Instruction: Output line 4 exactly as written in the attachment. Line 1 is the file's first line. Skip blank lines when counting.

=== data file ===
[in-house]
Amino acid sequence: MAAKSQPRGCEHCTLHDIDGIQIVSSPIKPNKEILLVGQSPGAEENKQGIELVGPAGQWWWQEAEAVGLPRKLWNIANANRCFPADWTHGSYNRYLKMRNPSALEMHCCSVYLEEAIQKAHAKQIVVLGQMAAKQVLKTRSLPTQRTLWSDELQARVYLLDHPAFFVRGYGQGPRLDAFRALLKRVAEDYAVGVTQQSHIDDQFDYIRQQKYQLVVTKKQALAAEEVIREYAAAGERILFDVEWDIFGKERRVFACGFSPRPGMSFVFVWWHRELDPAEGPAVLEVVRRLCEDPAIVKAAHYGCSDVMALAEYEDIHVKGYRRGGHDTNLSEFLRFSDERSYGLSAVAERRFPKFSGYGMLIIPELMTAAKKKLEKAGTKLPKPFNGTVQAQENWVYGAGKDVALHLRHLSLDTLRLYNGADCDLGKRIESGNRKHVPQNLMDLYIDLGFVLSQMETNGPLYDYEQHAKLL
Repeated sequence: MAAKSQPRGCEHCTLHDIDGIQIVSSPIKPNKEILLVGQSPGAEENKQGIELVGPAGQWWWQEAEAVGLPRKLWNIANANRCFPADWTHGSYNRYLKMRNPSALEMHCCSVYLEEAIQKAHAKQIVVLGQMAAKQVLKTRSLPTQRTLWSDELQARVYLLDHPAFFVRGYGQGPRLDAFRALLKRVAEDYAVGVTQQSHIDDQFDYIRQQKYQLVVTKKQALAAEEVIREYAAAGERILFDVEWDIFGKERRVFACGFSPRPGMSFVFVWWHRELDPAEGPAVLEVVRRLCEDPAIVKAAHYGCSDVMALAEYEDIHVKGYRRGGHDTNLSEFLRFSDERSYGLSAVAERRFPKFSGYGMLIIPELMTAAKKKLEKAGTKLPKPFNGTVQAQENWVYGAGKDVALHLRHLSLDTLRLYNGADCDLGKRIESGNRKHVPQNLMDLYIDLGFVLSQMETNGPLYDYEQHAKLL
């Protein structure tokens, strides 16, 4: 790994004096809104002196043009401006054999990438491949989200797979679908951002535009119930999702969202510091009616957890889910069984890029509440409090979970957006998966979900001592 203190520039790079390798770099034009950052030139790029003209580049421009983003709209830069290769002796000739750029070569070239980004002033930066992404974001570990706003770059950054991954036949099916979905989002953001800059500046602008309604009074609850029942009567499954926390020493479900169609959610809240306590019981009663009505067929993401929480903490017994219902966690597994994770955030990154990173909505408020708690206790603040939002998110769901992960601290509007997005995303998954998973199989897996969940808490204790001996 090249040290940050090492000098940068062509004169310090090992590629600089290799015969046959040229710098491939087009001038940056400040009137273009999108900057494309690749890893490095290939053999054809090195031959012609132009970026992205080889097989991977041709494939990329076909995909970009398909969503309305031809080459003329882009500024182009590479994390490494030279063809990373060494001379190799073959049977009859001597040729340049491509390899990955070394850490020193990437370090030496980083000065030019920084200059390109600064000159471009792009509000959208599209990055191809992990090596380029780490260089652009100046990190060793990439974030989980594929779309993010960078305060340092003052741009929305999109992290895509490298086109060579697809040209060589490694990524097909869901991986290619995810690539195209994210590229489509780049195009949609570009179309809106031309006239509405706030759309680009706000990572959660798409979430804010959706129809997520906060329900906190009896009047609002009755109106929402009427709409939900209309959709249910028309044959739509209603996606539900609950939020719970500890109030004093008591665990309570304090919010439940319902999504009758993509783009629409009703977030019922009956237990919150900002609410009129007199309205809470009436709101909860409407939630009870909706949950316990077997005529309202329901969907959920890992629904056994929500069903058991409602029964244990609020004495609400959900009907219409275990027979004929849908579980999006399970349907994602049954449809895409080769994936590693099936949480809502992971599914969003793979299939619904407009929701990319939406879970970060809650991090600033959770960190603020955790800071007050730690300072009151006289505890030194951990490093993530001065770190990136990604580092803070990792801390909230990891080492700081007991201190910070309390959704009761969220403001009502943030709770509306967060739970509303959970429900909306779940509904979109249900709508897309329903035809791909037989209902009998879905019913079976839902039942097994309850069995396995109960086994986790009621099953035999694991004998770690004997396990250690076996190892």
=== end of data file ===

């Protein structure tokens, strides 16, 4: 790994004096809104002196043009401006054999990438491949989200797979679908951002535009119930999702969202510091009616957890889910069984890029509440409090979970957006998966979900001592 203190520039790079390798770099034009950052030139790029003209580049421009983003709209830069290769002796000739750029070569070239980004002033930066992404974001570990706003770059950054991954036949099916979905989002953001800059500046602008309604009074609850029942009567499954926390020493479900169609959610809240306590019981009663009505067929993401929480903490017994219902966690597994994770955030990154990173909505408020708690206790603040939002998110769901992960601290509007997005995303998954998973199989897996969940808490204790001996 090249040290940050090492000098940068062509004169310090090992590629600089290799015969046959040229710098491939087009001038940056400040009137273009999108900057494309690749890893490095290939053999054809090195031959012609132009970026992205080889097989991977041709494939990329076909995909970009398909969503309305031809080459003329882009500024182009590479994390490494030279063809990373060494001379190799073959049977009859001597040729340049491509390899990955070394850490020193990437370090030496980083000065030019920084200059390109600064000159471009792009509000959208599209990055191809992990090596380029780490260089652009100046990190060793990439974030989980594929779309993010960078305060340092003052741009929305999109992290895509490298086109060579697809040209060589490694990524097909869901991986290619995810690539195209994210590229489509780049195009949609570009179309809106031309006239509405706030759309680009706000990572959660798409979430804010959706129809997520906060329900906190009896009047609002009755109106929402009427709409939900209309959709249910028309044959739509209603996606539900609950939020719970500890109030004093008591665990309570304090919010439940319902999504009758993509783009629409009703977030019922009956237990919150900002609410009129007199309205809470009436709101909860409407939630009870909706949950316990077997005529309202329901969907959920890992629904056994929500069903058991409602029964244990609020004495609400959900009907219409275990027979004929849908579980999006399970349907994602049954449809895409080769994936590693099936949480809502992971599914969003793979299939619904407009929701990319939406879970970060809650991090600033959770960190603020955790800071007050730690300072009151006289505890030194951990490093993530001065770190990136990604580092803070990792801390909230990891080492700081007991201190910070309390959704009761969220403001009502943030709770509306967060739970509303959970429900909306779940509904979109249900709508897309329903035809791909037989209902009998879905019913079976839902039942097994309850069995396995109960086994986790009621099953035999694991004998770690004997396990250690076996190892």